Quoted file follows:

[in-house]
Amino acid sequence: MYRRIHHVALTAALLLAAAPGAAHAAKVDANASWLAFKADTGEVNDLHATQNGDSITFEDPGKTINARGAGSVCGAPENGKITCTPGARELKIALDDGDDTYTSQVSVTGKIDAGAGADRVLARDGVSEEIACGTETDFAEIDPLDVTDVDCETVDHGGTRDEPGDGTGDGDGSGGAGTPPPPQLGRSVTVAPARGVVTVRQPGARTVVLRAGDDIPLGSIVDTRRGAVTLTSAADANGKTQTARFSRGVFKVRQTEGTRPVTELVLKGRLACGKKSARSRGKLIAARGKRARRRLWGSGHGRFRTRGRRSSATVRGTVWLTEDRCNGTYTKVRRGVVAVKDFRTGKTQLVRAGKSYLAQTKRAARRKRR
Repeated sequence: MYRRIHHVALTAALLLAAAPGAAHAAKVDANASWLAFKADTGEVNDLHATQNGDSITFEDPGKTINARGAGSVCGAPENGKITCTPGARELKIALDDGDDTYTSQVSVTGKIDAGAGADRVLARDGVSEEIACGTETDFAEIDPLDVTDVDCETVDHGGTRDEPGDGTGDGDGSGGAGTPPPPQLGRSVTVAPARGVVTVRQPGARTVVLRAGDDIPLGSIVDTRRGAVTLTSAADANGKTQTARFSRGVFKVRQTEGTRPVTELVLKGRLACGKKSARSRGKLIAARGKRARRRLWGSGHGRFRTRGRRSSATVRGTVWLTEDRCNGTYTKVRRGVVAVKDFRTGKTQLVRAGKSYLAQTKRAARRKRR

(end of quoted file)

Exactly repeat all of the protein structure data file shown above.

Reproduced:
[in-house]
Amino acid sequence: MYRRIHHVALTAALLLAAAPGAAHAAKVDANASWLAFKADTGEVNDLHATQNGDSITFEDPGKTINARGAGSVCGAPENGKITCTPGARELKIALDDGDDTYTSQVSVTGKIDAGAGADRVLARDGVSEEIACGTETDFAEIDPLDVTDVDCETVDHGGTRDEPGDGTGDGDGSGGAGTPPPPQLGRSVTVAPARGVVTVRQPGARTVVLRAGDDIPLGSIVDTRRGAVTLTSAADANGKTQTARFSRGVFKVRQTEGTRPVTELVLKGRLACGKKSARSRGKLIAARGKRARRRLWGSGHGRFRTRGRRSSATVRGTVWLTEDRCNGTYTKVRRGVVAVKDFRTGKTQLVRAGKSYLAQTKRAARRKRR
Repeated sequence: MYRRIHHVALTAALLLAAAPGAAHAAKVDANASWLAFKADTGEVNDLHATQNGDSITFEDPGKTINARGAGSVCGAPENGKITCTPGARELKIALDDGDDTYTSQVSVTGKIDAGAGADRVLARDGVSEEIACGTETDFAEIDPLDVTDVDCETVDHGGTRDEPGDGTGDGDGSGGAGTPPPPQLGRSVTVAPARGVVTVRQPGARTVVLRAGDDIPLGSIVDTRRGAVTLTSAADANGKTQTARFSRGVFKVRQTEGTRPVTELVLKGRLACGKKSARSRGKLIAARGKRARRRLWGSGHGRFRTRGRRSSATVRGTVWLTEDRCNGTYTKVRRGVVAVKDFRTGKTQLVRAGKSYLAQTKRAARRKRR